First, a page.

Tivo popularized digital video recording, but still struggles to make the technology into a profitable business. The company announced its 3 millionth user last month-just as rumors circulated that a bigger company would gobble it up.
The company's recorders arrived at the same time as DVD players, giving buyers an excuse to junk their VCRs. Instead of messing with bulky tapes, owners can store dozens of shows on a hard drive and use an electronic program guide to schedule recordings.
Tivo is now the dominant name in DVRs, controlling an estimated one-third of the market in 2004. Its biggest competitors are those who offer digital recording without the stand-alone recorder. Cable and satellite providers are busily adding hard drives to their converter boxes, while numerous developers offer DVR software for computers.
Tivo fought back by lowering prices and launching TivoToGo, which lets users transfer shows to their PCs. It also invited developers to create third-party programs that run on its DVRs.
Despite all the popularity and innovation, the company is in a management crisis. President Marty Yudkovitz and CEO Mike Ramsay resigned earlier this year, just as the company was working to reshape itself.
Three Chinese researchers say they've cracked the security code used to protect countless websites. The formula, used everyday in common programs from web browsers to e-mail programs and video games, may face an early retirement.
The National Security Agency developed the mathematical formula, named SHA-1 (short for Secure Hash Algorithm), in 1995 to help generate digital signatures that can identify whether a document is genuine. Most people who use the code never notice it because programmers use it when writing applications.
SHA-1 works by generating "hash," or a string of gibberish text used as the key to unlock a scrambled message. Each document should have a unique hash; if two or more have the same one, this is called a "collision" and it can be a sign that someone breached the security.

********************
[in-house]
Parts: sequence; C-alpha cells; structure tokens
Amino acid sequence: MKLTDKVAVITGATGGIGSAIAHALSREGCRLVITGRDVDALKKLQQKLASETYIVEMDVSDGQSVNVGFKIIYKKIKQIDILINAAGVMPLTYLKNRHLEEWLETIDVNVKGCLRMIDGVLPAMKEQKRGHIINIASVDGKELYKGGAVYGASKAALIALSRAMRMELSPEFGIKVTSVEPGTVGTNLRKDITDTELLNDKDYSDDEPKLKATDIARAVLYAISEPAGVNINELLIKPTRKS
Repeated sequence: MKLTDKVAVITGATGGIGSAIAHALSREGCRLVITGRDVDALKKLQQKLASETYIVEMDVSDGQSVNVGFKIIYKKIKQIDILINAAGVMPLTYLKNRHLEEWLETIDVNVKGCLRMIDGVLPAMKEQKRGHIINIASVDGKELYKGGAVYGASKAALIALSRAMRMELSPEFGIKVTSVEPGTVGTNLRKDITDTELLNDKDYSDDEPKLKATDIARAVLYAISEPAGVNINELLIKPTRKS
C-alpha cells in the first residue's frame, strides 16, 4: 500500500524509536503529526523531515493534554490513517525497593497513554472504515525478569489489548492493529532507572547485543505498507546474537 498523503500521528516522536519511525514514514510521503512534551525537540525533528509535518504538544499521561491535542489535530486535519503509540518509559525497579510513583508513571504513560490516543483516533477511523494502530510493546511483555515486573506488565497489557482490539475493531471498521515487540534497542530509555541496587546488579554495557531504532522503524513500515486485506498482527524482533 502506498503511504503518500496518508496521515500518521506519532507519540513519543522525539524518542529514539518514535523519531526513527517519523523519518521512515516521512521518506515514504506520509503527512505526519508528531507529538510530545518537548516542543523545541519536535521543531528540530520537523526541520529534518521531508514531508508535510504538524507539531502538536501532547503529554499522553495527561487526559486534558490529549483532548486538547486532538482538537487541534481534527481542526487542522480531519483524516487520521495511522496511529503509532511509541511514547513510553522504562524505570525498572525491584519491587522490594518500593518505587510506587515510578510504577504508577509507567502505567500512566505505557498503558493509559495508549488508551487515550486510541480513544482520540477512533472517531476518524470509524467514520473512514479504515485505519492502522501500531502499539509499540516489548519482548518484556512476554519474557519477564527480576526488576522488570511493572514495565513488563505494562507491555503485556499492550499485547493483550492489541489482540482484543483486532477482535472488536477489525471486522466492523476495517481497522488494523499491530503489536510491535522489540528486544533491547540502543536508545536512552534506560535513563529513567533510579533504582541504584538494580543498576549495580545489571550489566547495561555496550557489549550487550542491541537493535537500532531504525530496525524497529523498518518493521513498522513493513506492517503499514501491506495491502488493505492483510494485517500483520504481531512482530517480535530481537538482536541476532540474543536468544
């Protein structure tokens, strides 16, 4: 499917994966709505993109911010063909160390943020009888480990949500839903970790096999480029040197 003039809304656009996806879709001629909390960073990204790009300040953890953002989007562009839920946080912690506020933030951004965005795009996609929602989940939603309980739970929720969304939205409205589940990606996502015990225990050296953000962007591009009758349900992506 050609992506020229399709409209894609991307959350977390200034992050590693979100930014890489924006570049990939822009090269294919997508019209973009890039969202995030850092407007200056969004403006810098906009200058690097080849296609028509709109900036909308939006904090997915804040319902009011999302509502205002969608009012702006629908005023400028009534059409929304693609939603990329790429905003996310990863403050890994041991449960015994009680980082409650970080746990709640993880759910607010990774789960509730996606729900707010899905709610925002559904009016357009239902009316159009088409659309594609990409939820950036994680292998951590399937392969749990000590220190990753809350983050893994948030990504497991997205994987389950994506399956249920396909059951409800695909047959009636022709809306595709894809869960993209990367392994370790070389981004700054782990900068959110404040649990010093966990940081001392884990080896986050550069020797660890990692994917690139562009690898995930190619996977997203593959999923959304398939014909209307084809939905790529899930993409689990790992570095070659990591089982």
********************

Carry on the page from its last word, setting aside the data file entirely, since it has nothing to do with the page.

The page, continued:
The researchers, Xiaoyun Wang and Hongbo Yu of Shandong University in China and Yiqun Lisa Yin of Princeton, found a formula that could find collisions using a supercomputer. They released an abstract of their work last month. The scheme requires enormous amounts of resources and processing power, but the theoretical possibility is enough to make cryptographers look for new options.
Bits & Megabytes
· The FBI warned about a computer virus that spreads through e-mails that claim to come from the bureau. The bogus messages tell recipients that they accessed illegal websites, their internet use was monitored, and they should answer some questions contained in an attached file. The attachment contains the virus.
· A class-action lawsuit in California claims that eBay artificially inflates the prices of goods to increase its transaction fees. Glenn Block, a Pennsylvania man named in the suit, says he was the victim of "shill bidding," after he was coaxed into raising his maximum bid by a company e-mail saying he could be outbid. His complaint does not say how much he seeks in damages.
· Jef Raskin, who designed the original Macintosh computer, died at age 61 after a bout with pancreatic cancer. He joined Apple in 1978 and soon set out to develop a low-cost, easy-to-use computer with a graphical interface. Mr. Raskin named the Mac after his favorite type of apple, but he left the company before his brainchild's 1984 debut following a falling out with company co-founder Steve Jobs.
· Spam is a growing problem for cell phone users, as 43 percent of text messages in the United States are unsolicited junk, according to Wireless Services Corporation, which routes data for mobile carriers. The company says some spammers try to coax users (who often pay for each message) into changing their settings or making expensive long-distance calls.